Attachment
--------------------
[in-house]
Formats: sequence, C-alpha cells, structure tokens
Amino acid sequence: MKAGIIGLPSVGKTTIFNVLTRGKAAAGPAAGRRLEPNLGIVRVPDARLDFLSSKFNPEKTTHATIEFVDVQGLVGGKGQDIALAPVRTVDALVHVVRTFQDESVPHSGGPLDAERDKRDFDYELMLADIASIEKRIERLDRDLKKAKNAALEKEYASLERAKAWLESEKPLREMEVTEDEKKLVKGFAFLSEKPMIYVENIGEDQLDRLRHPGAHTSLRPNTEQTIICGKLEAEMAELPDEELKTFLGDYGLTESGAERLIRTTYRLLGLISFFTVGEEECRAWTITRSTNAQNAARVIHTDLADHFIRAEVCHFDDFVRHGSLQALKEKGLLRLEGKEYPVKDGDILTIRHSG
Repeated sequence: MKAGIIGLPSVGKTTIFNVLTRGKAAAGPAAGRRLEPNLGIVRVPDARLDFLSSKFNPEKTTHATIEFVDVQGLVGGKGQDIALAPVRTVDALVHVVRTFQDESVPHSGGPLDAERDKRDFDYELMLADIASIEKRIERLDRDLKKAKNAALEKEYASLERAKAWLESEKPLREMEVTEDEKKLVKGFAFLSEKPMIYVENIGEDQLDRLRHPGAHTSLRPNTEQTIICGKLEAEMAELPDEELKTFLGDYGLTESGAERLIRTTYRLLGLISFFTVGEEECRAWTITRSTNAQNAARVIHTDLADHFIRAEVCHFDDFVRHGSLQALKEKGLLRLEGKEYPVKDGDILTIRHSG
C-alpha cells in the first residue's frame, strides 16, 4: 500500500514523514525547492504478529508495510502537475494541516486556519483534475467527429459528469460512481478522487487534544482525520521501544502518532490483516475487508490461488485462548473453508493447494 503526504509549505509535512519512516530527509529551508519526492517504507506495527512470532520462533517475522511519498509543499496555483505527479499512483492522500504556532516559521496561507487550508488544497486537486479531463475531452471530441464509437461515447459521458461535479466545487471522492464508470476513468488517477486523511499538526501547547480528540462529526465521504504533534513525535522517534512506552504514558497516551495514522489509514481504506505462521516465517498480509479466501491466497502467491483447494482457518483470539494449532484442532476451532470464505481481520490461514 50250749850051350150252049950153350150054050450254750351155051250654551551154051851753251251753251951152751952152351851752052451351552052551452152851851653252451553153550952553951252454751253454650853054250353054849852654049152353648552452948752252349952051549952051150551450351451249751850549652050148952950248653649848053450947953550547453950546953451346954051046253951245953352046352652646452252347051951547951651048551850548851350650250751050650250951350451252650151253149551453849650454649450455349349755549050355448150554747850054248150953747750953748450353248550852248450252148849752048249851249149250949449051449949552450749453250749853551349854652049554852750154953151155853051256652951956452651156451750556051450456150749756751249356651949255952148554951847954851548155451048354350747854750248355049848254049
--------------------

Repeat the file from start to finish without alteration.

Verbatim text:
[in-house]
Formats: sequence, C-alpha cells, structure tokens
Amino acid sequence: MKAGIIGLPSVGKTTIFNVLTRGKAAAGPAAGRRLEPNLGIVRVPDARLDFLSSKFNPEKTTHATIEFVDVQGLVGGKGQDIALAPVRTVDALVHVVRTFQDESVPHSGGPLDAERDKRDFDYELMLADIASIEKRIERLDRDLKKAKNAALEKEYASLERAKAWLESEKPLREMEVTEDEKKLVKGFAFLSEKPMIYVENIGEDQLDRLRHPGAHTSLRPNTEQTIICGKLEAEMAELPDEELKTFLGDYGLTESGAERLIRTTYRLLGLISFFTVGEEECRAWTITRSTNAQNAARVIHTDLADHFIRAEVCHFDDFVRHGSLQALKEKGLLRLEGKEYPVKDGDILTIRHSG
Repeated sequence: MKAGIIGLPSVGKTTIFNVLTRGKAAAGPAAGRRLEPNLGIVRVPDARLDFLSSKFNPEKTTHATIEFVDVQGLVGGKGQDIALAPVRTVDALVHVVRTFQDESVPHSGGPLDAERDKRDFDYELMLADIASIEKRIERLDRDLKKAKNAALEKEYASLERAKAWLESEKPLREMEVTEDEKKLVKGFAFLSEKPMIYVENIGEDQLDRLRHPGAHTSLRPNTEQTIICGKLEAEMAELPDEELKTFLGDYGLTESGAERLIRTTYRLLGLISFFTVGEEECRAWTITRSTNAQNAARVIHTDLADHFIRAEVCHFDDFVRHGSLQALKEKGLLRLEGKEYPVKDGDILTIRHSG
C-alpha cells in the first residue's frame, strides 16, 4: 500500500514523514525547492504478529508495510502537475494541516486556519483534475467527429459528469460512481478522487487534544482525520521501544502518532490483516475487508490461488485462548473453508493447494 503526504509549505509535512519512516530527509529551508519526492517504507506495527512470532520462533517475522511519498509543499496555483505527479499512483492522500504556532516559521496561507487550508488544497486537486479531463475531452471530441464509437461515447459521458461535479466545487471522492464508470476513468488517477486523511499538526501547547480528540462529526465521504504533534513525535522517534512506552504514558497516551495514522489509514481504506505462521516465517498480509479466501491466497502467491483447494482457518483470539494449532484442532476451532470464505481481520490461514 50250749850051350150252049950153350150054050450254750351155051250654551551154051851753251251753251951152751952152351851752052451351552052551452152851851653252451553153550952553951252454751253454650853054250353054849852654049152353648552452948752252349952051549952051150551450351451249751850549652050148952950248653649848053450947953550547453950546953451346954051046253951245953352046352652646452252347051951547951651048551850548851350650250751050650250951350451252650151253149551453849650454649450455349349755549050355448150554747850054248150953747750953748450353248550852248450252148849752048249851249149250949449051449949552450749453250749853551349854652049554852750154953151155853051256652951956452651156451750556051450456150749756751249356651949255952148554951847954851548155451048354350747854750248355049848254049